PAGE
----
# (Calculus) alternative derivative formula

I'd like to calculate the derivative of:

$$f(x)=\frac{1}{(x+2)}$$

using the alternative formula for calculating derivatives:

$f'(a)=\lim_{z\to a}\frac{f(z)-f(a)}{z-a}$

In an attempt to solve the problem, I first wrote down:

$$\lim_{z\to a}\frac{\frac{1}{z+2}-\frac{1}{a+2}}{z-a}$$

In an attempt to find a common factor in the nominator and denominator, I fail. I'd like to find a way to split the denominator in a product which makes it possible to cancel out the z-a (=a-a because $\lim_{z\to a}$) factor in the denominator since you can't divide by zero.

Can anyone help me a step further?

$$\lim_{z\to a}\frac{\frac{1}{z+2}-\frac{1}{\color{red}{x}+2}}{z-a}$$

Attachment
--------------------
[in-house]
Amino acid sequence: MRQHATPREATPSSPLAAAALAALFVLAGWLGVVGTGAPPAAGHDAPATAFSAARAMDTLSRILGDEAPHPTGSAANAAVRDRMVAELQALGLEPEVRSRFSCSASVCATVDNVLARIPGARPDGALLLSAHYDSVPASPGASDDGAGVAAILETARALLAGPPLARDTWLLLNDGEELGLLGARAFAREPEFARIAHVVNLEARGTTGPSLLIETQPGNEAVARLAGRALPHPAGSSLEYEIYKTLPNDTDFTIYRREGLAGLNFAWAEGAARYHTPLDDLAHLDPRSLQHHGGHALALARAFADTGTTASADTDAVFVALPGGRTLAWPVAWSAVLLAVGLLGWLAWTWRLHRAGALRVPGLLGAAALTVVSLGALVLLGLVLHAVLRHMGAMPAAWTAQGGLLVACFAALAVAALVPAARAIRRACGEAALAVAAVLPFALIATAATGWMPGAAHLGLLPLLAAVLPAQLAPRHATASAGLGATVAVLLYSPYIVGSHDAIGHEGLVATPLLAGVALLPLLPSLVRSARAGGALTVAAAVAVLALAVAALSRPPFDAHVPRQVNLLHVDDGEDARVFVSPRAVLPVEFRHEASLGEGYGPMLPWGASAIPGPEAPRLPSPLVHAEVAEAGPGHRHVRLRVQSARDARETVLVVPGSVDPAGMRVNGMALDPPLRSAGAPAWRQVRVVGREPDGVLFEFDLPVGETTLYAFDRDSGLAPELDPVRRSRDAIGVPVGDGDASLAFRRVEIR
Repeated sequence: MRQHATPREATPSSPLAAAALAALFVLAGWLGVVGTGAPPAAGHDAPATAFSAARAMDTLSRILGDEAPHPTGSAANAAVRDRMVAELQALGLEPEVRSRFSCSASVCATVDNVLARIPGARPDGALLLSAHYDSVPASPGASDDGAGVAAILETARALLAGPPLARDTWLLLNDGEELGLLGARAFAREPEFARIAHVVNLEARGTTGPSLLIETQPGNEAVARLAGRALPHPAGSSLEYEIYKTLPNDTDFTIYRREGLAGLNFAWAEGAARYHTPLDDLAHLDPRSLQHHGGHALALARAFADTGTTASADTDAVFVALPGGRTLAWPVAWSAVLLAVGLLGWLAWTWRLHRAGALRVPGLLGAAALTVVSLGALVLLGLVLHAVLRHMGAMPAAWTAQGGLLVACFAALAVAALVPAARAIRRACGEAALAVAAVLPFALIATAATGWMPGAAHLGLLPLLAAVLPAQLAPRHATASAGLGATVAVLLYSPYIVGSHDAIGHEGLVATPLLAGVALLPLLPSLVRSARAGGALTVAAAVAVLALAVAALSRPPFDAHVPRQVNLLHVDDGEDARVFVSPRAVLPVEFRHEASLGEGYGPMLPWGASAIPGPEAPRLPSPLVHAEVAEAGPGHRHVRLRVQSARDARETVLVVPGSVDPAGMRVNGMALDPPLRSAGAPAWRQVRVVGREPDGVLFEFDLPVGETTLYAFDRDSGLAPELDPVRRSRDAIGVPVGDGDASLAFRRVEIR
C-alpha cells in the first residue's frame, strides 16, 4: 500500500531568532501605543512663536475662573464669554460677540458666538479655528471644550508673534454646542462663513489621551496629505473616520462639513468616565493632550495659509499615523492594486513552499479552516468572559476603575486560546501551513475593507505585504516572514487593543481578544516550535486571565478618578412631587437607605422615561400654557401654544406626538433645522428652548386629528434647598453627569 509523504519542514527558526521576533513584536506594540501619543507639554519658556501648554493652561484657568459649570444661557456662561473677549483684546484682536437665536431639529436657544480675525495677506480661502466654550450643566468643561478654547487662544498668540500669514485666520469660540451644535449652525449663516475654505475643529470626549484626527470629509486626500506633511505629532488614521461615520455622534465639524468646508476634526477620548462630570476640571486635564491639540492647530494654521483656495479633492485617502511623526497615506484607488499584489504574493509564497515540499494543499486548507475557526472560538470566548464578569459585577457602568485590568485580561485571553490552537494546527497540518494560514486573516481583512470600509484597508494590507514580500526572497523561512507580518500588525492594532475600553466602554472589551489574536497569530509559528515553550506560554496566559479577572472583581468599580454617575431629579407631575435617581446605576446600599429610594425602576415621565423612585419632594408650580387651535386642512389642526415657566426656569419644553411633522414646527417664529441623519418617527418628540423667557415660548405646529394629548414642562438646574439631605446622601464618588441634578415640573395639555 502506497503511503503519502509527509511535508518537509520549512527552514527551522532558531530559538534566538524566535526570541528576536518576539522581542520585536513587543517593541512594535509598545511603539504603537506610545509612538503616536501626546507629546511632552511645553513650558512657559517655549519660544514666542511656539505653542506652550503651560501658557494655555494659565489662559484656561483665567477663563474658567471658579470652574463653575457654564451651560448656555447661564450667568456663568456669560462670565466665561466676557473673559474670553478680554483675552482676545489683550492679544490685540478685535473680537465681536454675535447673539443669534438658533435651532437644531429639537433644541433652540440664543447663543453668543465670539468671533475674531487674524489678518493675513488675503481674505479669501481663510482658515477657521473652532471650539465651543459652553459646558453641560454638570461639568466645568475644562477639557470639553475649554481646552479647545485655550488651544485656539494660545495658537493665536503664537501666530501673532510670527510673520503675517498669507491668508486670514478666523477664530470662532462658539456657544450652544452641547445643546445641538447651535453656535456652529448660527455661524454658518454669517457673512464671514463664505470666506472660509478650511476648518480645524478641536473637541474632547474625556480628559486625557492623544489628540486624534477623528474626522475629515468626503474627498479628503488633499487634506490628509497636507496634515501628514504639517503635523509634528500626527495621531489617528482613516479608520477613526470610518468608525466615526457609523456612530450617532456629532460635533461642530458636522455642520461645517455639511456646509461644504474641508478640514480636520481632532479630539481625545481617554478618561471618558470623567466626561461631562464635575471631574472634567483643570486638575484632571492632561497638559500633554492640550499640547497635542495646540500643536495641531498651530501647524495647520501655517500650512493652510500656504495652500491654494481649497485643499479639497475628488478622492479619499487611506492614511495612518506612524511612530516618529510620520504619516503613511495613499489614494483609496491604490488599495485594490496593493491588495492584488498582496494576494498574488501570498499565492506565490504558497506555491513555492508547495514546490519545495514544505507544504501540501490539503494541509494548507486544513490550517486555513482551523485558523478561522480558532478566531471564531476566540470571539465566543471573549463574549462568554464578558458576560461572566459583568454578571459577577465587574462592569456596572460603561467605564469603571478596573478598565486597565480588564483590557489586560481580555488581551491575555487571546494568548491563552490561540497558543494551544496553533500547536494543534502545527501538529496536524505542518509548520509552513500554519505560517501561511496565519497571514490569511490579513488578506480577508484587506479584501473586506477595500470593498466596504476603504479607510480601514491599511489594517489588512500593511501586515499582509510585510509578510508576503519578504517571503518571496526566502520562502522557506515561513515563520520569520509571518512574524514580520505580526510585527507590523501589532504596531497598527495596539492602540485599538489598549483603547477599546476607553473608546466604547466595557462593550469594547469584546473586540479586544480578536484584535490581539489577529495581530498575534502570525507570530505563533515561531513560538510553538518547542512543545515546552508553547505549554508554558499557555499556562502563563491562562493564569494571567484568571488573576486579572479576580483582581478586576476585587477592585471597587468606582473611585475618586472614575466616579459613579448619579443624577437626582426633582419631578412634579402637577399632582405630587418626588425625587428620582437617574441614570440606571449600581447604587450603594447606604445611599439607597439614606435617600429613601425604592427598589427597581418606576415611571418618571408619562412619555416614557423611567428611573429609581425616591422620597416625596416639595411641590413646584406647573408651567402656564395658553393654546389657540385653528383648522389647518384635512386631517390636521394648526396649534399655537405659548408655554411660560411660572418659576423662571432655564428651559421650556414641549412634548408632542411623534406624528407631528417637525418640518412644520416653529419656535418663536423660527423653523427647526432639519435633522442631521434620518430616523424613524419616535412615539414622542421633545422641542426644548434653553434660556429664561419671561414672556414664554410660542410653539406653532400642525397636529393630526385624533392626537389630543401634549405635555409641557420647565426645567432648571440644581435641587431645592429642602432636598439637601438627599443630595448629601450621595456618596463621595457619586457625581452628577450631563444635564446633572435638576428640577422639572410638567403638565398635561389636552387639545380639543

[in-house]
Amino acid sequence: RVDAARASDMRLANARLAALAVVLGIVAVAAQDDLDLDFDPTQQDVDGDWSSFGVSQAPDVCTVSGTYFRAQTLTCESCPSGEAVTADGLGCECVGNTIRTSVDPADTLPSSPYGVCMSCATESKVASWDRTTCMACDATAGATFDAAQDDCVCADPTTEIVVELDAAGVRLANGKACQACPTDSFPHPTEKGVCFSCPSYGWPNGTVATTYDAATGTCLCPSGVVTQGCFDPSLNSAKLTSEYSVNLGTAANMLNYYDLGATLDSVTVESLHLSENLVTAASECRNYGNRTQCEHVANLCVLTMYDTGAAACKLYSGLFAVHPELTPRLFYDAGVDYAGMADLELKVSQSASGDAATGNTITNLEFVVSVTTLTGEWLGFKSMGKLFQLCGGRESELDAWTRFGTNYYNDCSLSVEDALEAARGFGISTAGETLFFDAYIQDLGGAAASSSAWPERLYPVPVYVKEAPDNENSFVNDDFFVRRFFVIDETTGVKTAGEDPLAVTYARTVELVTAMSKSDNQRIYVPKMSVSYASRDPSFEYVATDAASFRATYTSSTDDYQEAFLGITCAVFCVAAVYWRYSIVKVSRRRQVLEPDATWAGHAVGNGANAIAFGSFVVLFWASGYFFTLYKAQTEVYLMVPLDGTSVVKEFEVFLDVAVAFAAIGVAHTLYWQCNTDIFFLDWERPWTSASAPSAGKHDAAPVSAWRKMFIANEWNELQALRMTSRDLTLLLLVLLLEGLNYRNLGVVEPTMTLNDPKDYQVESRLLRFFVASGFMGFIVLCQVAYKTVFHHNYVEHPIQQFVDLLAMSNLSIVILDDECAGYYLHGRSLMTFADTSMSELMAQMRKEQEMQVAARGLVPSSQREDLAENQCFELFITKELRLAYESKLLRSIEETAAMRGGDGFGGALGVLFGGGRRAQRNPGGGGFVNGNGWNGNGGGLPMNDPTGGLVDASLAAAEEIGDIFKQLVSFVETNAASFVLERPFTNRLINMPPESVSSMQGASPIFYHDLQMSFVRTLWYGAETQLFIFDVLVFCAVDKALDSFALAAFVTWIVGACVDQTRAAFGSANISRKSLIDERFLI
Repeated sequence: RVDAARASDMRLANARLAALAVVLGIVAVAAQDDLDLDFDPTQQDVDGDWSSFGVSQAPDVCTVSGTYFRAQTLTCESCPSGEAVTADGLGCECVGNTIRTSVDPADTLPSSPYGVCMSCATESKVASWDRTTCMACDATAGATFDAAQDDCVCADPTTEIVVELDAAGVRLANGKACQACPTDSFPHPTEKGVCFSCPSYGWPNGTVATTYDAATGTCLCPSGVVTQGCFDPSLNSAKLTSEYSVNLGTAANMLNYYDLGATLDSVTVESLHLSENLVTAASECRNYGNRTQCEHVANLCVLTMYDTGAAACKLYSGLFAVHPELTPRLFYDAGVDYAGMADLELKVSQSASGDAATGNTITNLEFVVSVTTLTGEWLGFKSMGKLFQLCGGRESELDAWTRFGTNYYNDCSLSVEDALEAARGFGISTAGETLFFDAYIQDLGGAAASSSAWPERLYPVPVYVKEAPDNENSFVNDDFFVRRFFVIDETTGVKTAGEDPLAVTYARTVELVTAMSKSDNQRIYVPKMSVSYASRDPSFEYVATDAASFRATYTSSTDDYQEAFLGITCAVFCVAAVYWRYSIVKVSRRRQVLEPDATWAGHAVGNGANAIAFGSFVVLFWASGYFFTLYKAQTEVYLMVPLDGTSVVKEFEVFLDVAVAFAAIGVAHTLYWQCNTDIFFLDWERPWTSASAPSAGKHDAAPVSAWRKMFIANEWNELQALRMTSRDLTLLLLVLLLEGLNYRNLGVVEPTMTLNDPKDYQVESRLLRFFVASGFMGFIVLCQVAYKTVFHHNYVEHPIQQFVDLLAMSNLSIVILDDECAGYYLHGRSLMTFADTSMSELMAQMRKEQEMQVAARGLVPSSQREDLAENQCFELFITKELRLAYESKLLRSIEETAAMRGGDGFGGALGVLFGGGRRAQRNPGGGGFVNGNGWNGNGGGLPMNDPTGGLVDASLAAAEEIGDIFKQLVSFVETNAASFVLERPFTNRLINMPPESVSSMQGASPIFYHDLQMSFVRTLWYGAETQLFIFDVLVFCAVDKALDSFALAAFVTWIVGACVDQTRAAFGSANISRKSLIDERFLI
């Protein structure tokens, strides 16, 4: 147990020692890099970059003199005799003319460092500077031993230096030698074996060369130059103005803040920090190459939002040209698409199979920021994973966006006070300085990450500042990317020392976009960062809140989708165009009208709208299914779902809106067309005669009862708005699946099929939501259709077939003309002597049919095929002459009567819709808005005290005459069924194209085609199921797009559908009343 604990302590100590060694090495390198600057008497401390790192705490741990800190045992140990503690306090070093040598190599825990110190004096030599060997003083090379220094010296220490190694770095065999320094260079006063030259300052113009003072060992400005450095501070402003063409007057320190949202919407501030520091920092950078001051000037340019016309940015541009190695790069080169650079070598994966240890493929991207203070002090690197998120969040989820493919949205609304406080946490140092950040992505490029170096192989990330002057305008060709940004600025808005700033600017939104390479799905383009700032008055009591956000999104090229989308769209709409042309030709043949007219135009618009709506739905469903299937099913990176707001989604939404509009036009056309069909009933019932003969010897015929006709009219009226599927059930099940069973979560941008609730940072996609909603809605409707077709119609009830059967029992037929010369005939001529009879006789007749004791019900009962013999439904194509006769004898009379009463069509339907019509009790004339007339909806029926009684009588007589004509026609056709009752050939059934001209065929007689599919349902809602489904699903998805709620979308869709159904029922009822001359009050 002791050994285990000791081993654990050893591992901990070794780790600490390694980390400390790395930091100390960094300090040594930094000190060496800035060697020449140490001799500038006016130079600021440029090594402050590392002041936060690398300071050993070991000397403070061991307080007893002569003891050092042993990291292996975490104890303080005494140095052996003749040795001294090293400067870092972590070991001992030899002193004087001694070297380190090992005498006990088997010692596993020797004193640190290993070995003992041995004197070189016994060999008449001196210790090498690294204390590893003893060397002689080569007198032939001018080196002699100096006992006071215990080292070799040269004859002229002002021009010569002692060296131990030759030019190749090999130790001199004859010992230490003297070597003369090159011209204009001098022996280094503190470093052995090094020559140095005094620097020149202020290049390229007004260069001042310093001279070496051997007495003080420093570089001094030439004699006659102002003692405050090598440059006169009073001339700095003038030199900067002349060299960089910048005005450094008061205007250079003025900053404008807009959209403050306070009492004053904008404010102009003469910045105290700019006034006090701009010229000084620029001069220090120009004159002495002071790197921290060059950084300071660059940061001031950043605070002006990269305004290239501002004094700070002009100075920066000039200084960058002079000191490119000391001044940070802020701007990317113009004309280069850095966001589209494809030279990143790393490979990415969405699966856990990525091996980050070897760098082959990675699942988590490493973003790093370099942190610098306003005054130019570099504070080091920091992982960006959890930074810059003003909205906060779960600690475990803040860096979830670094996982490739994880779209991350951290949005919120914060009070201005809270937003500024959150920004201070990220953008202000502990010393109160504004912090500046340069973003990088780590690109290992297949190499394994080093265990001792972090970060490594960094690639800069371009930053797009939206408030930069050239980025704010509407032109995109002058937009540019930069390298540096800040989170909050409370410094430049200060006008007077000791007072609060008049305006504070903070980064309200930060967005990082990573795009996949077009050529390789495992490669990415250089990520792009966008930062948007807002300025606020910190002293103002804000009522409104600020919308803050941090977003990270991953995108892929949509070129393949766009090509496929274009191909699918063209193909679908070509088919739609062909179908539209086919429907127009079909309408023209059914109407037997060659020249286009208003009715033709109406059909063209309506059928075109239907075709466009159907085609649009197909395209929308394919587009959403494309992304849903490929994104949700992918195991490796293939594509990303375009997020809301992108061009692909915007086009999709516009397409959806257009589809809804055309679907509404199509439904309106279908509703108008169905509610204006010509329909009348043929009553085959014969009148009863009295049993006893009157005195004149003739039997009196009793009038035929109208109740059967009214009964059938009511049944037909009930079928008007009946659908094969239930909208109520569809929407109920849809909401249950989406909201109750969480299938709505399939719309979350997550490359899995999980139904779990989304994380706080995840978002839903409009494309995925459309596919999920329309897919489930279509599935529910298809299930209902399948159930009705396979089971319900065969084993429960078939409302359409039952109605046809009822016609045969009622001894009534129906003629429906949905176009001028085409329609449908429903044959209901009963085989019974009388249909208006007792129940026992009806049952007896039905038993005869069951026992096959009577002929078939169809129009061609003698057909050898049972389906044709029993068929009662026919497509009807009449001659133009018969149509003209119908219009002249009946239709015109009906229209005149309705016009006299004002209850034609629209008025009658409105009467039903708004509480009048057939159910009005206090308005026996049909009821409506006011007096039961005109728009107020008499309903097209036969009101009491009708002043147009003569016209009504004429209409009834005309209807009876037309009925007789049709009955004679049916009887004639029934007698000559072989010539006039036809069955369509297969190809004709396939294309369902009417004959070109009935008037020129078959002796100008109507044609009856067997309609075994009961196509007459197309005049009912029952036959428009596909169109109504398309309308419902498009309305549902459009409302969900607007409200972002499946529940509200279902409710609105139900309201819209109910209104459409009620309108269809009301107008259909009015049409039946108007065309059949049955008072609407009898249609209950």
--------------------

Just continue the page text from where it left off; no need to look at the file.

Why is there still an $x$? You seem to be mixing $x$ and $a$.

$$\frac{\frac{1}{z+2}-\frac{1}{\color{blue}{a}+2}}{z-a} = \frac{\frac{(a+2)-(z+2)}{(z+2)(a+2)}}{z-a} = \frac{\frac{-(z-a)}{(z+2)(a+2)}}{z-a} = \cdots$$ Now you can cancel the common factor $z-a$ and proceed with taking the limit.

• thanks for your step-by-step solution!!:) By the way, I can't find the x you mean in my question. – Coen Oct 4 '16 at 19:30
• It's no longer there, someone edited your question ;-). You're welcome! – StackTD Oct 4 '16 at 20:12
• Aah, that explains :D – Coen Oct 6 '16 at 13:48

Observe \begin{align} \frac{\frac{1}{z+2}-\frac{1}{a+2}}{z-a} = \frac{\frac{-(z-a)}{(z+2)(a+2)}}{z-a} = \frac{-1}{(z+2)(a+2)}. \end{align}

• Thanks for your solution!!:) – Coen Oct 4 '16 at 19:29